State v. CovingtonAnnotate this Case
128 S.E.2d 827 (1963)
258 N.C. 501
STATE v. Jay Vann COVINGTON.
Supreme Court of North Carolina.
January 11, 1963.
*828 Samuel S. Mitchell, Raleigh, and Scupi & Witt, Washington, D. C., for defendant-appellant.
T. W. Bruton, Atty. Gen., and Harry W. McGalliard, Asst. Atty. Gen., for the State.
In each of the three cases here numbers 438-440 defendant's exceptions and assignments of error are identical with his exceptions and assignments of error in case number 437, State v. Covington, N.C., 128 S.E.2d 822. In all four of these cases defendant is represented by the same counsel. In these four cases, cases numbers 437-440, defendant has filed one brief, and the State by its Attorney General has done likewise.
In each of these three cases defendant's motion to quash the indictment was made before pleading to the indictment, and therefore in apt time. G.S. § 9-26; State v. Perry, 248 N.C. 334, 103 S.E.2d 404; Miller v. State, 237 N.C. 29, 74 S.E.2d 513; State v. Gardner, 104 N.C. 739, 10 S.E. 146.
State v. Covington, supra, decides the identical questions presented for decision here by defendant's assignments of error, and is controlling, unless the defendant waived any objection to the grand jury which indicted him by his plea of guilty in each of the three cases.
The Court speaking by Ervin, J., stated in Miller v. State, supra: "The right of a Negro defendant to object to a grand or petit jury upon the ground of discrimination against members of his race in the selection of such jury is waived by failing to pursue the proper remedy." Here the defendant pursued in apt time the proper remedy to challenge the legality of the grand jury that indicted him.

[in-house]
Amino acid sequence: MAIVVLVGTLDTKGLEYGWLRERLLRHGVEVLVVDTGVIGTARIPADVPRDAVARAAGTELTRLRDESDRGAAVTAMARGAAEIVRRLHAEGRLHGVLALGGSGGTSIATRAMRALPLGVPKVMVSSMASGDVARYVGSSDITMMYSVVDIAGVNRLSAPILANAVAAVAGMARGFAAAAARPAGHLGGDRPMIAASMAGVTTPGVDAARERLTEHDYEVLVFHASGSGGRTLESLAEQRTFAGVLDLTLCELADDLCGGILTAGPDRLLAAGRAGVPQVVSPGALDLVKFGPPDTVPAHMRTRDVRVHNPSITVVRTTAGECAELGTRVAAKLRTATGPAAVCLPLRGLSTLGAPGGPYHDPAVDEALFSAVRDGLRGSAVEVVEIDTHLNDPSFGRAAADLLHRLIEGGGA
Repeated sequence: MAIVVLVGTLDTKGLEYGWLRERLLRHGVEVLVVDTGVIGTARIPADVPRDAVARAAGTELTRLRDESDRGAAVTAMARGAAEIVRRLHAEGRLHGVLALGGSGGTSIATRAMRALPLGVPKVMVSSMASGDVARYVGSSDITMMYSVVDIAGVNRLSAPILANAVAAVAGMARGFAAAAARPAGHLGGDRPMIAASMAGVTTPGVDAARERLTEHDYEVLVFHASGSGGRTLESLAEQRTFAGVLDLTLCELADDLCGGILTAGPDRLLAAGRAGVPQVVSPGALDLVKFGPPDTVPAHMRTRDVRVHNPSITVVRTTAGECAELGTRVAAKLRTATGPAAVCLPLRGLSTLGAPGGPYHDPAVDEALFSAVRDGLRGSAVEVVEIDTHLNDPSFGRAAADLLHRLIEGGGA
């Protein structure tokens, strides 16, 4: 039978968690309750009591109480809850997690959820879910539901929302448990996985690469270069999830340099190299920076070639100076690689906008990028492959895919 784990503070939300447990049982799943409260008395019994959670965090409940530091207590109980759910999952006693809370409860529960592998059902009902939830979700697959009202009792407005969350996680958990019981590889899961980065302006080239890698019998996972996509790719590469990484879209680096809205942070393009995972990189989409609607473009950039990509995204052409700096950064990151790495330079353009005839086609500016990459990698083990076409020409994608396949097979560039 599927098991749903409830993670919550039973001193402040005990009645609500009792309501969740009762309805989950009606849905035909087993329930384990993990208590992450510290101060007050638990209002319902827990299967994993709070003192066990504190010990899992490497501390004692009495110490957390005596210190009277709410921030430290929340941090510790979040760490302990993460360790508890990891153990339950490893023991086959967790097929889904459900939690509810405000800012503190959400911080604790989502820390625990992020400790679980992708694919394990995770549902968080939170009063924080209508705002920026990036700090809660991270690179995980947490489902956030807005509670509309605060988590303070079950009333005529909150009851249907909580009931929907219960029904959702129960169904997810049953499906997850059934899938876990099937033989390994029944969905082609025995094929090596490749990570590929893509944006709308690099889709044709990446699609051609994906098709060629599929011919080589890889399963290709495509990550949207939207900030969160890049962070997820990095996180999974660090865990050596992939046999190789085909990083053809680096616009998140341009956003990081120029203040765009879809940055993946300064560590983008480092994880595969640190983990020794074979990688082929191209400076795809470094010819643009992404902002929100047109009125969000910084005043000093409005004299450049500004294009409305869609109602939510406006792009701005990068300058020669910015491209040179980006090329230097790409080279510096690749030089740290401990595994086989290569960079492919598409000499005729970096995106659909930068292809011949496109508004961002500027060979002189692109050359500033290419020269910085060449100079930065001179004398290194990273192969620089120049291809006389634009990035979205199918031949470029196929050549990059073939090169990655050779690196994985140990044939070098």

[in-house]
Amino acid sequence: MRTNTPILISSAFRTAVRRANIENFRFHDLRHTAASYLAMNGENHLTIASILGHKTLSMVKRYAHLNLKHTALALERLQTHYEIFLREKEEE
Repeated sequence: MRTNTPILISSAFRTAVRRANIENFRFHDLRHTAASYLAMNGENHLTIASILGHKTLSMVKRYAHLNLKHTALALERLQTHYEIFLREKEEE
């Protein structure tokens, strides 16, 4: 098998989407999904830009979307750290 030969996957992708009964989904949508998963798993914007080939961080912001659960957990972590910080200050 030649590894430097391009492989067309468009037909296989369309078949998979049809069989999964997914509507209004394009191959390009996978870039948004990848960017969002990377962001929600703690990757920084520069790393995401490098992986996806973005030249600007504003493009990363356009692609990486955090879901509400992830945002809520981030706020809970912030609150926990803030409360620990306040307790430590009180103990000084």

In State v. Covington, supra, the Court said:"The Supreme Court of the United States in an unbroken line of cases stretching back for eighty years has held that the indictment of a Negro defendant by a grand jury in a state court from which members of his race have been intentionally excluded solely because of their race is a denial of his rights to the equal protection of the laws as guaranteed by the 14th Amendment to the United States Constitution. State v. Perry, 250 N.C. 119, 108 S.E.2d 447; Miller v. State, supra; Eubanks v. Louisiana, 356 U.S. 584, 78 S. Ct. 970, 2 L. Ed. 2d 991; Reece v. Georgia, 350 U.S. 85, 76 S. Ct. 167, 100 L. Ed. 77. "A like conclusion is reached in North Carolina by virtue of our decisions on `the law of the land' clause embodied in the Declaration of Rights, *829 Article I, section 17, of the North Carolina Constitution, and we have consistently so held since 1902. State v. Peoples, 131 N.C. 784, 42 S.E. 814; State v. Speller, 229 N.C. 67, 47 S.E.2d 537; Miller v. State, supra; State v. Perry, 248 N.C. 334, 103 S.E.2d 404; State v. Perry, 250 N.C. 119, 108 S.E.2d 447."
Therefore, it necessarily follows that the indictment of a Negro defendant by a grand jury in a state court from which members of his race have been intentionally excluded solely because of their race is not good, for the reason that as to such Negro defendant it is not a legal grand jury, and defendant pursued the proper remedy, motions to quash the indictments here in apt time under our practice, to object to the legality of the grand jury that indicted him.
"A valid warrant or indictment is an essential of jurisdiction." State v. Morgan, 226 N.C. 414, 38 S.E.2d 166.
In Gibbons v. Territory, 5 Okl.Cr. 212, 115 P. 129, the Court said: "A valid indictment returned by a legally constituted grand jury is a jurisdictional requirement."